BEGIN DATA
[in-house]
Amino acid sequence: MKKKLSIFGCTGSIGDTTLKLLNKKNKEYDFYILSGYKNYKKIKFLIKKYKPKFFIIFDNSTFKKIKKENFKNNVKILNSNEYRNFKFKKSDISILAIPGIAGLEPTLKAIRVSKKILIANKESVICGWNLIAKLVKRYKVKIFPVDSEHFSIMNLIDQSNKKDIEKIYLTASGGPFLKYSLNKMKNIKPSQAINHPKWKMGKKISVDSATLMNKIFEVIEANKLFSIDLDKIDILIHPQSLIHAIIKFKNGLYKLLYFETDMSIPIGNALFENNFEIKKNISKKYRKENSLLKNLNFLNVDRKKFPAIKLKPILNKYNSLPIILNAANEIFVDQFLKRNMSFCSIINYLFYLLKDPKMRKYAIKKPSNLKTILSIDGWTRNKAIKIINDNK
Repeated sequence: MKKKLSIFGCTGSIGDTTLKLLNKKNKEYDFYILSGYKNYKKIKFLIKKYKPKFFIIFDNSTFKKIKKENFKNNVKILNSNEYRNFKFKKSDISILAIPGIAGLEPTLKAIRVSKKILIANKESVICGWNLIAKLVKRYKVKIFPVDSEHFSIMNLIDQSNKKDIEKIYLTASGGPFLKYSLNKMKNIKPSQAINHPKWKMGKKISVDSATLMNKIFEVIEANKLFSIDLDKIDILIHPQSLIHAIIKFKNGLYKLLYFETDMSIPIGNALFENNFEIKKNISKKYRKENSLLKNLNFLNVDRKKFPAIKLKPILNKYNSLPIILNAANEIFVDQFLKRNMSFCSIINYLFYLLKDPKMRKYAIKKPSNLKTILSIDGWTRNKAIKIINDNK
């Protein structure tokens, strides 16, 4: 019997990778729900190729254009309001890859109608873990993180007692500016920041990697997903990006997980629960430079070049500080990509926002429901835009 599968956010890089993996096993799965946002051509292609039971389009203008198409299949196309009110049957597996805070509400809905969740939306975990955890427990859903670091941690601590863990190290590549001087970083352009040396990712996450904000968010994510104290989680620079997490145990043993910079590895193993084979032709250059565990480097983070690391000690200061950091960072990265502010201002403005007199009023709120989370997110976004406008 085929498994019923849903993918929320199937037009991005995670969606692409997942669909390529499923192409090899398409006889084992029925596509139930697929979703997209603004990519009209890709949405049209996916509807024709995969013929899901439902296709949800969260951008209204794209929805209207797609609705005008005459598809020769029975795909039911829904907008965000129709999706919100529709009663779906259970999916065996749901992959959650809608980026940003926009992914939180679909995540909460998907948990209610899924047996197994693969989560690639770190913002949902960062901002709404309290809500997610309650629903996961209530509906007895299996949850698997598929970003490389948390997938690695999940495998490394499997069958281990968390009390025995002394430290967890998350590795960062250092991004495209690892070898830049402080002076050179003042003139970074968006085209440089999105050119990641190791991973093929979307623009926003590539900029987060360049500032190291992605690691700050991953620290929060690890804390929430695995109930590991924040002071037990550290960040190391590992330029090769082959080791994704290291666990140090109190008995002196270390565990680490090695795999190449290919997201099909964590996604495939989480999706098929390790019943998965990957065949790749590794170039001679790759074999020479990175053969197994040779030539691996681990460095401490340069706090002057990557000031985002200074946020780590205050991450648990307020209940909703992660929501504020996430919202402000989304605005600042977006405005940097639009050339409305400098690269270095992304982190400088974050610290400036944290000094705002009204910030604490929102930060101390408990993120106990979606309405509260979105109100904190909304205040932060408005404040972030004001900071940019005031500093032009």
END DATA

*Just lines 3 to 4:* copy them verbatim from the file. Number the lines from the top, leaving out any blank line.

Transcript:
Repeated sequence: MKKKLSIFGCTGSIGDTTLKLLNKKNKEYDFYILSGYKNYKKIKFLIKKYKPKFFIIFDNSTFKKIKKENFKNNVKILNSNEYRNFKFKKSDISILAIPGIAGLEPTLKAIRVSKKILIANKESVICGWNLIAKLVKRYKVKIFPVDSEHFSIMNLIDQSNKKDIEKIYLTASGGPFLKYSLNKMKNIKPSQAINHPKWKMGKKISVDSATLMNKIFEVIEANKLFSIDLDKIDILIHPQSLIHAIIKFKNGLYKLLYFETDMSIPIGNALFENNFEIKKNISKKYRKENSLLKNLNFLNVDRKKFPAIKLKPILNKYNSLPIILNAANEIFVDQFLKRNMSFCSIINYLFYLLKDPKMRKYAIKKPSNLKTILSIDGWTRNKAIKIINDNK
């Protein structure tokens, strides 16, 4: 019997990778729900190729254009309001890859109608873990993180007692500016920041990697997903990006997980629960430079070049500080990509926002429901835009 599968956010890089993996096993799965946002051509292609039971389009203008198409299949196309009110049957597996805070509400809905969740939306975990955890427990859903670091941690601590863990190290590549001087970083352009040396990712996450904000968010994510104290989680620079997490145990043993910079590895193993084979032709250059565990480097983070690391000690200061950091960072990265502010201002403005007199009023709120989370997110976004406008 085929498994019923849903993918929320199937037009991005995670969606692409997942669909390529499923192409090899398409006889084992029925596509139930697929979703997209603004990519009209890709949405049209996916509807024709995969013929899901439902296709949800969260951008209204794209929805209207797609609705005008005459598809020769029975795909039911829904907008965000129709999706919100529709009663779906259970999916065996749901992959959650809608980026940003926009992914939180679909995540909460998907948990209610899924047996197994693969989560690639770190913002949902960062901002709404309290809500997610309650629903996961209530509906007895299996949850698997598929970003490389948390997938690695999940495998490394499997069958281990968390009390025995002394430290967890998350590795960062250092991004495209690892070898830049402080002076050179003042003139970074968006085209440089999105050119990641190791991973093929979307623009926003590539900029987060360049500032190291992605690691700050991953620290929060690890804390929430695995109930590991924040002071037990550290960040190391590992330029090769082959080791994704290291666990140090109190008995002196270390565990680490090695795999190449290919997201099909964590996604495939989480999706098929390790019943998965990957065949790749590794170039001679790759074999020479990175053969197994040779030539691996681990460095401490340069706090002057990557000031985002200074946020780590205050991450648990307020209940909703992660929501504020996430919202402000989304605005600042977006405005940097639009050339409305400098690269270095992304982190400088974050610290400036944290000094705002009204910030604490929102930060101390408990993120106990979606309405509260979105109100904190909304205040932060408005404040972030004001900071940019005031500093032009």